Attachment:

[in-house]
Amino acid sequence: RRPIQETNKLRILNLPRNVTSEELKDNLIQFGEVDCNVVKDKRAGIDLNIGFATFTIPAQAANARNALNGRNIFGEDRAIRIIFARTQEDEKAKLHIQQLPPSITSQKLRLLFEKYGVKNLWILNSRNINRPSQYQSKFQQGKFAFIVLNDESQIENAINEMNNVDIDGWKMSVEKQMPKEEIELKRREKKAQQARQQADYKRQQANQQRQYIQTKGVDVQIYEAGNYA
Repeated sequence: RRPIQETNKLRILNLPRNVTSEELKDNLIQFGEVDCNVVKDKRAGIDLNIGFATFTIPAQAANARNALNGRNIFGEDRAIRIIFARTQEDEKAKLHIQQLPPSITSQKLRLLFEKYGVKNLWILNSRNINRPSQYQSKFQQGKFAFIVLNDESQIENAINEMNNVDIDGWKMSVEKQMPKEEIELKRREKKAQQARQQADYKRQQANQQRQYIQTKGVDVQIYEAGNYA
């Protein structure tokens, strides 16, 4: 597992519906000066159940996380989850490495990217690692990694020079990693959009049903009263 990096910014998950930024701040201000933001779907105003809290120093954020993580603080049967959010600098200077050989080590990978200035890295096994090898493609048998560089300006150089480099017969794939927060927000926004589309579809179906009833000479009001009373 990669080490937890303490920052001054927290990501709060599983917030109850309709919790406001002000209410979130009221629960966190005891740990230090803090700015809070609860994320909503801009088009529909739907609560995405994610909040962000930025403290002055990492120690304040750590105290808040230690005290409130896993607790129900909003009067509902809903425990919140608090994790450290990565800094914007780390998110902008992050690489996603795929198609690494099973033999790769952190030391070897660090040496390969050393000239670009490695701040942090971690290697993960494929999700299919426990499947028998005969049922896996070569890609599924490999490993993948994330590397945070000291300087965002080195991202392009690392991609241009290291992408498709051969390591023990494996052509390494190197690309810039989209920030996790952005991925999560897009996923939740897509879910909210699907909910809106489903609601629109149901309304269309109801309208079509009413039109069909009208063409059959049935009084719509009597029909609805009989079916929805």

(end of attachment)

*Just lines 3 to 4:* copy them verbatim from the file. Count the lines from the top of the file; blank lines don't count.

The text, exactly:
Repeated sequence: RRPIQETNKLRILNLPRNVTSEELKDNLIQFGEVDCNVVKDKRAGIDLNIGFATFTIPAQAANARNALNGRNIFGEDRAIRIIFARTQEDEKAKLHIQQLPPSITSQKLRLLFEKYGVKNLWILNSRNINRPSQYQSKFQQGKFAFIVLNDESQIENAINEMNNVDIDGWKMSVEKQMPKEEIELKRREKKAQQARQQADYKRQQANQQRQYIQTKGVDVQIYEAGNYA
């Protein structure tokens, strides 16, 4: 597992519906000066159940996380989850490495990217690692990694020079990693959009049903009263 990096910014998950930024701040201000933001779907105003809290120093954020993580603080049967959010600098200077050989080590990978200035890295096994090898493609048998560089300006150089480099017969794939927060927000926004589309579809179906009833000479009001009373 990669080490937890303490920052001054927290990501709060599983917030109850309709919790406001002000209410979130009221629960966190005891740990230090803090700015809070609860994320909503801009088009529909739907609560995405994610909040962000930025403290002055990492120690304040750590105290808040230690005290409130896993607790129900909003009067509902809903425990919140608090994790450290990565800094914007780390998110902008992050690489996603795929198609690494099973033999790769952190030391070897660090040496390969050393000239670009490695701040942090971690290697993960494929999700299919426990499947028998005969049922896996070569890609599924490999490993993948994330590397945070000291300087965002080195991202392009690392991609241009290291992408498709051969390591023990494996052509390494190197690309810039989209920030996790952005991925999560897009996923939740897509879910909210699907909910809106489903609601629109149901309304269309109801309208079509009413039109069909009208063409059959049935009084719509009597029909609805009989079916929805």